Today, I didn’t do much at all. I spent the majority of the day reading an amazing book called The Ocean at the End of the Lane by Neil Gaiman which made me revel in childhood spirit. It was a fairly short book and I ended up reading the entire thing today. In the afternoon, I met up briefly with my friend and our other friend who just flew in this morning (there’s a huge nerd conference going on in Vegas right now). Later in the evening, I drove a little ways outside the city to escape from all the hustle and bustle. I’m not a big fan of large cities, crowded streets, and busy highways. I much prefer the simpler life.

I’m happy that I’m finally getting some reading done, as that was one of my goals for this trip; to read more. I even read about a quarter of a second book today. I’ve also been using Duolingo to practice my Spanish, as I really want to learn at least one language besides English (but ideally more than one). I’m no where near fluent, and might not ever be, but I can at least easily understand simple sentences at this point.

Now I just need to force myself to practice the guitar more. And by “more,” I mean I’ve only practiced once in the week I’ve had it. No bueno.

The Narrows, Zion National Park, Utah

August 3, 2015 Categories Camper Van, Hiking, Road Trips, Travel, USA

Miles driven: 78.4
Miles hiked: ~12

Today was wet. I spent the majority of the day walking through the Virgin River in the Zion Narrows. It’s a 10 mile “hike” down the river, round-trip. To get to the hike, there’s another two mile, round-trip, walk along the river you have to do. I’m honestly not sure how far I went, but I’m confident I made it close to the very end. It’s a very busy hike, in the beginning, and I hiked until I was alone. Then I kept hiking. I spent five and a half hours hiking in the water, only stopping for brief moments to take pictures and enjoy the scenery.

The water is fairly shallow for most of the way and averages at most two feet high. The deepest section came up to my belly button, which is probably around 40″ or so. I walked pretty slow through that section as the water increasingly got higher and the coldness crept up my body.

I don’t feel like writing a lot today. Instead, here’s 40 pictures for your enjoyment.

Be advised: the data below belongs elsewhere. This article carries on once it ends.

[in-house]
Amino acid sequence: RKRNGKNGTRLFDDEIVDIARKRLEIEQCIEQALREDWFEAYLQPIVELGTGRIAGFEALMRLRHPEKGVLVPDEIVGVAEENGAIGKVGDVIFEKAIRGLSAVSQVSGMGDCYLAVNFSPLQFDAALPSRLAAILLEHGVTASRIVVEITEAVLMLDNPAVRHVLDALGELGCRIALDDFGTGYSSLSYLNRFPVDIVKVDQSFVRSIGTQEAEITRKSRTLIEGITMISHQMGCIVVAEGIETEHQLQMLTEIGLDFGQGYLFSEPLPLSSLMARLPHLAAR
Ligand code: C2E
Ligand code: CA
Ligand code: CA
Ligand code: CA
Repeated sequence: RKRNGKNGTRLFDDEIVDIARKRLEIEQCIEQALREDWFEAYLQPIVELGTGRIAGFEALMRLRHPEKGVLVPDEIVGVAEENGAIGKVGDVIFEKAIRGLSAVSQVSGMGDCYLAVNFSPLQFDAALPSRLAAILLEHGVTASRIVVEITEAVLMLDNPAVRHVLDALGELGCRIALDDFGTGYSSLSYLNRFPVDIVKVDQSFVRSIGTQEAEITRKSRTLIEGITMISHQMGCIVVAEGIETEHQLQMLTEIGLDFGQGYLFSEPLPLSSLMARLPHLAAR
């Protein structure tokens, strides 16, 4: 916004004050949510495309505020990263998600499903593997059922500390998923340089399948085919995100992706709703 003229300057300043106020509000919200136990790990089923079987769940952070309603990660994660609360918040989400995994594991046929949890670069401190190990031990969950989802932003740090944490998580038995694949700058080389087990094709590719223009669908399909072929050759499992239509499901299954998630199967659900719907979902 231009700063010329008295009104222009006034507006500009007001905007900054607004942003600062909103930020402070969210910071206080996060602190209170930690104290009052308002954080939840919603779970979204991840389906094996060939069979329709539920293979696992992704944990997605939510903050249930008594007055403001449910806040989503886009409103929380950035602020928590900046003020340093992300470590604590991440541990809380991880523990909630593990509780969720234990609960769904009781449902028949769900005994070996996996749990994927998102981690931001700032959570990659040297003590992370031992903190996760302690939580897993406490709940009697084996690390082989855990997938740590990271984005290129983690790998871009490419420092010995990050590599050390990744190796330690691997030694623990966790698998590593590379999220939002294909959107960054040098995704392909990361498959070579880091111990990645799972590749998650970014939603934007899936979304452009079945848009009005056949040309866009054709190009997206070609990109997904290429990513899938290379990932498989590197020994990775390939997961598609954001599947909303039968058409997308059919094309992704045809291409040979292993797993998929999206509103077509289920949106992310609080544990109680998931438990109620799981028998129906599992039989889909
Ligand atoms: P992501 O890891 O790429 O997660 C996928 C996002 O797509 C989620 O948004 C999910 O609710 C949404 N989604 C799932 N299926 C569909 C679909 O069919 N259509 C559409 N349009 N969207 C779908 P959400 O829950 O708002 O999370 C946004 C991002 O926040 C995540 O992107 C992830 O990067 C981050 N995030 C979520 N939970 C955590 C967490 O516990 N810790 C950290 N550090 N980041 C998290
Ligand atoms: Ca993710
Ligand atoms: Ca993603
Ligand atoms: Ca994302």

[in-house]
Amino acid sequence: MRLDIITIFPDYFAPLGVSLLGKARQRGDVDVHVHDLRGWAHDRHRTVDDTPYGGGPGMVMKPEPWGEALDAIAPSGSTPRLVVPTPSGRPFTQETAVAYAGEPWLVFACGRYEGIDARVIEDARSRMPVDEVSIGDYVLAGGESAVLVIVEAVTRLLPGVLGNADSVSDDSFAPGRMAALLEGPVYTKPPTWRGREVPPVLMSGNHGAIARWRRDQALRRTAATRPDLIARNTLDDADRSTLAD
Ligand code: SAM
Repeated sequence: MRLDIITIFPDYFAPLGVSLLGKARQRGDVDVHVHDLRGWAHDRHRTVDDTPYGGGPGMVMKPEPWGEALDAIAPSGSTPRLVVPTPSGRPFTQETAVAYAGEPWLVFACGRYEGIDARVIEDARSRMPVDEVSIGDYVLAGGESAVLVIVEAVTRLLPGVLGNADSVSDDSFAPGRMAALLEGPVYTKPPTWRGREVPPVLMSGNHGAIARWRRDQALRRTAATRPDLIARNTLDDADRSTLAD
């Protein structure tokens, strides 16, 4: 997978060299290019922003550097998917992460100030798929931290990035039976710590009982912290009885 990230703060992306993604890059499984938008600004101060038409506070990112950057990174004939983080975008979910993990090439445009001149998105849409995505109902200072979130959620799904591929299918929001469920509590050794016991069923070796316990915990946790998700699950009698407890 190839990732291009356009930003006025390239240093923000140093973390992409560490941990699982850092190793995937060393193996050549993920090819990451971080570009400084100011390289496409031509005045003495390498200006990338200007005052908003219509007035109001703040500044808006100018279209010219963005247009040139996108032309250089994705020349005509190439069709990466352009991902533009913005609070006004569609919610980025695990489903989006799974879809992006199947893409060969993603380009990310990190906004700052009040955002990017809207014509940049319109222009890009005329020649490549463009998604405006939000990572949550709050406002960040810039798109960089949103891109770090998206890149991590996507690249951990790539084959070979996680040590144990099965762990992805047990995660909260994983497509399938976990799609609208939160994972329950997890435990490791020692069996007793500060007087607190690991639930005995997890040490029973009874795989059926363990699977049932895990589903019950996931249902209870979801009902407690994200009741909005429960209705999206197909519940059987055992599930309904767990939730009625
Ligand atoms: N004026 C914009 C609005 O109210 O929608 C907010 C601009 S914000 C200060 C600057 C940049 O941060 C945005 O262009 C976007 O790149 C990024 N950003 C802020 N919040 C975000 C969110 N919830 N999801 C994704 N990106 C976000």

Observation Point, Zion National Park, Utah

August 1, 2015 Categories Camper Van, Hiking, Road Trips, Travel, USA

Miles driven: 78.3
Miles hiked: 8.0

Due to the possibility of flash floods in the Narrows at Zion, I used today to hike up to the 6,508 ft Observation Point. Although it was a tiring climb and it’s over 700 ft higher than Angels Landing, I don’t feel it was as rewarding (read: “challenging”). It does have nice views at the top and there’s a really beautiful canyon you get to walk through just before the halfway point. There’s also a significantly less amount of people on the trail compared to Angels Landing.

The trail starts out similarly to Angels Landing, hiking up a set of long, steep switchbacks that are part of the East Rim Trail. Roughly half way up the switchbacks, there’s a side trail for The Hidden Canyon, but it’s closed this year for construction. There’s a lot of beautiful views as you hike up, but unfortunately there’s not a good spot to look back down and see all the switchbacks.

Shortly after the switchbacks, there’s a gorgeous canyon you get to walk through. This is probably my favorite part of the entire trail.

The rest of the climb up follows a walkway built around the edge of the cliffs. It’s nonstop up and there are several more switchbacks along the way.

Eventually you’ll reach the top and follow a dirt path for about 10 minutes to walk out to Observation Point. From there, you can look down directly at Angels Landing and can see the people over there if you focus enough.

As I said earlier, I don’t feel it was as rewarding of a climb as Angels Landing. It was definitely a challenge and has great views, but Angels Landing has an added level of risk that just makes it more worthwhile.

I’ve hiked almost all the trails in the Zion Canyon area that are listed on the park map. There are three small trails I haven’t done and the 10 mile Narrows. I still have 18 days before I need to be in San Diego, so I’m not exactly in a rush.